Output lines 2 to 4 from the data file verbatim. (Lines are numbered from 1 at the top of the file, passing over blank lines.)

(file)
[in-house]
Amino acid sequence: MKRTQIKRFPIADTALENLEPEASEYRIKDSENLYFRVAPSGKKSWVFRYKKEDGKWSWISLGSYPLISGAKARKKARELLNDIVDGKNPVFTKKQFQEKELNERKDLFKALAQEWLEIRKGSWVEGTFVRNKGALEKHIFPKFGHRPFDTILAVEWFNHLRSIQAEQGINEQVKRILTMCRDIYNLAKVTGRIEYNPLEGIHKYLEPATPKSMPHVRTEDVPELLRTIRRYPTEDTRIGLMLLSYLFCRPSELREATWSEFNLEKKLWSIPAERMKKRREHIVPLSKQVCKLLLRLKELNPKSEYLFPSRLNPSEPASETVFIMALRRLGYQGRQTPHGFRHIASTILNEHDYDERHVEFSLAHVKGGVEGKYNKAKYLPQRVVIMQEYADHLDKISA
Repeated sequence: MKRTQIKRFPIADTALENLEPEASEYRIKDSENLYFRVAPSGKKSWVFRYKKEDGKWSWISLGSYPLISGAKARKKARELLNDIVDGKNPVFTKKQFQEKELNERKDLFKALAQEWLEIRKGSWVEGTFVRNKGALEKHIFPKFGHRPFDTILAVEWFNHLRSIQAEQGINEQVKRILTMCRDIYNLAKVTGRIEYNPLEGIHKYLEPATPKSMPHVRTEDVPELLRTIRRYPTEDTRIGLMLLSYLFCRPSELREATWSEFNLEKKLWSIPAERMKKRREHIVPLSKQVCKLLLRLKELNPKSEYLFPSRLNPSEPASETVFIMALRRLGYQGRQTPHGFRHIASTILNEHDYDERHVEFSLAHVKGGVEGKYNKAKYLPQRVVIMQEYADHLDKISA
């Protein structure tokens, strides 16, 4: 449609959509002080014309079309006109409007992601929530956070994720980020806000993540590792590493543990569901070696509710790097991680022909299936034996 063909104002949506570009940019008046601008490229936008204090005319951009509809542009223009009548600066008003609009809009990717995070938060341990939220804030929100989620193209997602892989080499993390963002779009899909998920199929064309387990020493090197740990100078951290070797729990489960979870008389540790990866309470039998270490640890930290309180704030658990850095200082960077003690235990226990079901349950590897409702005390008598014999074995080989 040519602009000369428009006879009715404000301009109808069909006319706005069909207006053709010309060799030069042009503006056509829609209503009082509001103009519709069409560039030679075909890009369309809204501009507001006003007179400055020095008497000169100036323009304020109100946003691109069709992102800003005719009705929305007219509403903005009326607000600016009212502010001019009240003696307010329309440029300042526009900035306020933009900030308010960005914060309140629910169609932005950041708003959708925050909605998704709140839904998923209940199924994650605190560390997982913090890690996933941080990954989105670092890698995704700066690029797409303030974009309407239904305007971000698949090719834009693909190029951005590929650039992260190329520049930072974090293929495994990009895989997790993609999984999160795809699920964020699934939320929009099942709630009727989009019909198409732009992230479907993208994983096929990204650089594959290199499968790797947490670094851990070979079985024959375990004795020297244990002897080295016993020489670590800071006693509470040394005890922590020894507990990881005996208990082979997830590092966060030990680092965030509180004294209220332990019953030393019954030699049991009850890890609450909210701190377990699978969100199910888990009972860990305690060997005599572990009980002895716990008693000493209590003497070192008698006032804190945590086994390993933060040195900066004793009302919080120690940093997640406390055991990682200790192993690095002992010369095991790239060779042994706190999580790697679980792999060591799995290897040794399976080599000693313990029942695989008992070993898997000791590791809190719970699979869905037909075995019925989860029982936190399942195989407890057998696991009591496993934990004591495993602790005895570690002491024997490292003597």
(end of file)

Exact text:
Amino acid sequence: MKRTQIKRFPIADTALENLEPEASEYRIKDSENLYFRVAPSGKKSWVFRYKKEDGKWSWISLGSYPLISGAKARKKARELLNDIVDGKNPVFTKKQFQEKELNERKDLFKALAQEWLEIRKGSWVEGTFVRNKGALEKHIFPKFGHRPFDTILAVEWFNHLRSIQAEQGINEQVKRILTMCRDIYNLAKVTGRIEYNPLEGIHKYLEPATPKSMPHVRTEDVPELLRTIRRYPTEDTRIGLMLLSYLFCRPSELREATWSEFNLEKKLWSIPAERMKKRREHIVPLSKQVCKLLLRLKELNPKSEYLFPSRLNPSEPASETVFIMALRRLGYQGRQTPHGFRHIASTILNEHDYDERHVEFSLAHVKGGVEGKYNKAKYLPQRVVIMQEYADHLDKISA
Repeated sequence: MKRTQIKRFPIADTALENLEPEASEYRIKDSENLYFRVAPSGKKSWVFRYKKEDGKWSWISLGSYPLISGAKARKKARELLNDIVDGKNPVFTKKQFQEKELNERKDLFKALAQEWLEIRKGSWVEGTFVRNKGALEKHIFPKFGHRPFDTILAVEWFNHLRSIQAEQGINEQVKRILTMCRDIYNLAKVTGRIEYNPLEGIHKYLEPATPKSMPHVRTEDVPELLRTIRRYPTEDTRIGLMLLSYLFCRPSELREATWSEFNLEKKLWSIPAERMKKRREHIVPLSKQVCKLLLRLKELNPKSEYLFPSRLNPSEPASETVFIMALRRLGYQGRQTPHGFRHIASTILNEHDYDERHVEFSLAHVKGGVEGKYNKAKYLPQRVVIMQEYADHLDKISA
């Protein structure tokens, strides 16, 4: 449609959509002080014309079309006109409007992601929530956070994720980020806000993540590792590493543990569901070696509710790097991680022909299936034996 063909104002949506570009940019008046601008490229936008204090005319951009509809542009223009009548600066008003609009809009990717995070938060341990939220804030929100989620193209997602892989080499993390963002779009899909998920199929064309387990020493090197740990100078951290070797729990489960979870008389540790990866309470039998270490640890930290309180704030658990850095200082960077003690235990226990079901349950590897409702005390008598014999074995080989 040519602009000369428009006879009715404000301009109808069909006319706005069909207006053709010309060799030069042009503006056509829609209503009082509001103009519709069409560039030679075909890009369309809204501009507001006003007179400055020095008497000169100036323009304020109100946003691109069709992102800003005719009705929305007219509403903005009326607000600016009212502010001019009240003696307010329309440029300042526009900035306020933009900030308010960005914060309140629910169609932005950041708003959708925050909605998704709140839904998923209940199924994650605190560390997982913090890690996933941080990954989105670092890698995704700066690029797409303030974009309407239904305007971000698949090719834009693909190029951005590929650039992260190329520049930072974090293929495994990009895989997790993609999984999160795809699920964020699934939320929009099942709630009727989009019909198409732009992230479907993208994983096929990204650089594959290199499968790797947490670094851990070979079985024959375990004795020297244990002897080295016993020489670590800071006693509470040394005890922590020894507990990881005996208990082979997830590092966060030990680092965030509180004294209220332990019953030393019954030699049991009850890890609450909210701190377990699978969100199910888990009972860990305690060997005599572990009980002895716990008693000493209590003497070192008698006032804190945590086994390993933060040195900066004793009302919080120690940093997640406390055991990682200790192993690095002992010369095991790239060779042994706190999580790697679980792999060591799995290897040794399976080599000693313990029942695989008992070993898997000791590791809190719970699979869905037909075995019925989860029982936190399942195989407890057998696991009591496993934990004591495993602790005895570690002491024997490292003597």